Tuesday, April 23, 2019

Classics Club Spin: The House of Mirth & Other Book News

The Classics Club Spin turned out to be very lucky for me because I'm so in the mood to read my #19, The House of Mirth by Edith Wharton.
In the late 1990s I read Wharton's The Age of Innocence and enjoyed that, and learned a great deal from it. At the time I was reading it partly to inform myself about upper-class society and manners in New York, because I was writing a novel set in Boston during the same time period--"The Gilded Age"--the late 1880s. The novel is still deeply buried in a drawer, but I have fond memories of writing it over a period of several years.
So The House of Mirth is now in transit to the wilderness, where I hope to begin reading it later this week. It's 400 pages, so I need to make it a priority.

In the meantime, I've been reading Jane and Prudence by Barbara Pym. (This is a Goodreads link. Go directly to the reviews and NOT the horrible brief synopsis of the book--gads.) I must read a Pym novel at least once each year. I am purchasing them all in paperback because I want to go back and read each one again. Pym is so sharp, so witty, so adroit that I'm really a devotee of her work.

I'm also thoroughly deep into reading the memoir Names for the Sea: Strangers in Iceland by the English writer Sarah Moss, about the years she, her husband, and children lived in Iceland just after the financial crash and after the failure of some of Iceland's banks in 2010. The memoir is all about an English family struggling to live in Iceland--physically, culturally, nutritionally. It is immensely fascinating. What an eye-opener-- What an extraordinary (and unusual!) culture.

I first read Sarah Moss in 2011 or so, when I read her novel Cold Earth, which is a mystery of six archaeologists in Greenland, who are excavating what they hope was once a Norse colony. I don't remember the details, but I do recall enjoying it and refusing to send my copy to the library book sale in case I want to read it again.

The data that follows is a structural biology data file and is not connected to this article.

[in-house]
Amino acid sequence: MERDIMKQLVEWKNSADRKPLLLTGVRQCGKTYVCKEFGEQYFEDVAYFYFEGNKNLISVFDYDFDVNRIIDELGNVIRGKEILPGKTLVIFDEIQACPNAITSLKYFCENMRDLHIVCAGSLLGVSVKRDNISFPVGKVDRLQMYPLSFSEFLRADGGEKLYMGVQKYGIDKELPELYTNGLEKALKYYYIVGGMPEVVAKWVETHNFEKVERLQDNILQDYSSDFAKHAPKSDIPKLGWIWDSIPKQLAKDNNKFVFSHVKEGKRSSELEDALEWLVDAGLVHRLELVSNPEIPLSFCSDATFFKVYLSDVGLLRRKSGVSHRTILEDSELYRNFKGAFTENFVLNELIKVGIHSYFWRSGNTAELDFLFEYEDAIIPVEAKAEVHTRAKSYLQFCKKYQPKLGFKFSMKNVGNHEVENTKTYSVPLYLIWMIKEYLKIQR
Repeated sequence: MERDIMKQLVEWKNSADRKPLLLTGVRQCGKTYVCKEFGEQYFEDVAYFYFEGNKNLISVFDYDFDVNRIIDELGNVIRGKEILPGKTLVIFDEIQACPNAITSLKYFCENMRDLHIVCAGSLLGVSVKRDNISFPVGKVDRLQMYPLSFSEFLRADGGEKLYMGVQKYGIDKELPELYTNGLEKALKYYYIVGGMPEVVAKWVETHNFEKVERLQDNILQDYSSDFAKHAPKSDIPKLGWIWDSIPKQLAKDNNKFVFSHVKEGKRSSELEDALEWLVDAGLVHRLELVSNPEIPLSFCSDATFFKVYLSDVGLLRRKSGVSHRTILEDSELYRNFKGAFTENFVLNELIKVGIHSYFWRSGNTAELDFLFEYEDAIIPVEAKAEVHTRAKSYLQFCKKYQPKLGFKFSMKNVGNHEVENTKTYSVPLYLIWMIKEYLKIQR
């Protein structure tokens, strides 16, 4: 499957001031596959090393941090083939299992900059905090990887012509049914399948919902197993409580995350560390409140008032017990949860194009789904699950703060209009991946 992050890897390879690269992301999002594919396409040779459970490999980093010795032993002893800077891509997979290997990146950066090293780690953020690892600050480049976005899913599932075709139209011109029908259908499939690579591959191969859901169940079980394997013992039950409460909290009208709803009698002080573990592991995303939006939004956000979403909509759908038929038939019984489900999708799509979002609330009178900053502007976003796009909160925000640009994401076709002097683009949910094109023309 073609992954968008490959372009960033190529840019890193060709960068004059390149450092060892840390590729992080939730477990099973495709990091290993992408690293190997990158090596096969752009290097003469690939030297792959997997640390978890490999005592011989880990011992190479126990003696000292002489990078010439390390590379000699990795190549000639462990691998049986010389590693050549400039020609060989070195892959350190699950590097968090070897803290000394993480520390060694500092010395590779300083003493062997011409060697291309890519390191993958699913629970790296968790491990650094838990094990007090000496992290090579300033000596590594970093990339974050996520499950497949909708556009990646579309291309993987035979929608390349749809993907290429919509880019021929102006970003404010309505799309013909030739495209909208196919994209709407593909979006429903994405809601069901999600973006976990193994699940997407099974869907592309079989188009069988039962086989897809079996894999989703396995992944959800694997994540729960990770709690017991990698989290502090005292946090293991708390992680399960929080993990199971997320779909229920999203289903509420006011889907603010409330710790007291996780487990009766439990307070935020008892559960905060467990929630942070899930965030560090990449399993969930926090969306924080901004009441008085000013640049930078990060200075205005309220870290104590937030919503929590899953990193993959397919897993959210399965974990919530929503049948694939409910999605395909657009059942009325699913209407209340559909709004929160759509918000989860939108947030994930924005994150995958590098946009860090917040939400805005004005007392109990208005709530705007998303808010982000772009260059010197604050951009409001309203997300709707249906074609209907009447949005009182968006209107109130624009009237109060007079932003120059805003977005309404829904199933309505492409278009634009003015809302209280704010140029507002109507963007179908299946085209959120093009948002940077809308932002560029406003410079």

Moss has a new novel out this year, Ghost Wall. I took it out in late February and had to return it without reading it. So now I have it out again. It's a short novel about a family taking part in an archaeological dig in England, of an Iron Age site. They opt to live as Iron Age dwellers and so, the story. I think this one has some dark overtones.


  1. Names for the Sea sounds very good. It is hard to imagine that the financial crash was that long ago and is turning into history.

    I think that House of Mirth is s great book. It is very sad and depressing. I thought it was much darker then The Age of Innocence.

    1. Hi Brian,
      I'm glad you liked The House of Mirth, despite the sad contents. Women had so little control over the course of their lives no matter sometimes how hard they tried, and one mistake could sink women permanently.
      I hope you get some time to curl up with some good books this spring!

  2. I think you'll enjoy The House of Mirth, so beautifully written. Wharton wrote a number of excellent ghost stories too, which is how I first discovered her in fact.

    Names for the Sea has been on my radar for a while, I must check to see if I've registered it on Goodreads as it would be good to read for the European challenge. I'll be interested to hear what you think of it. I must look into Cold Earth too.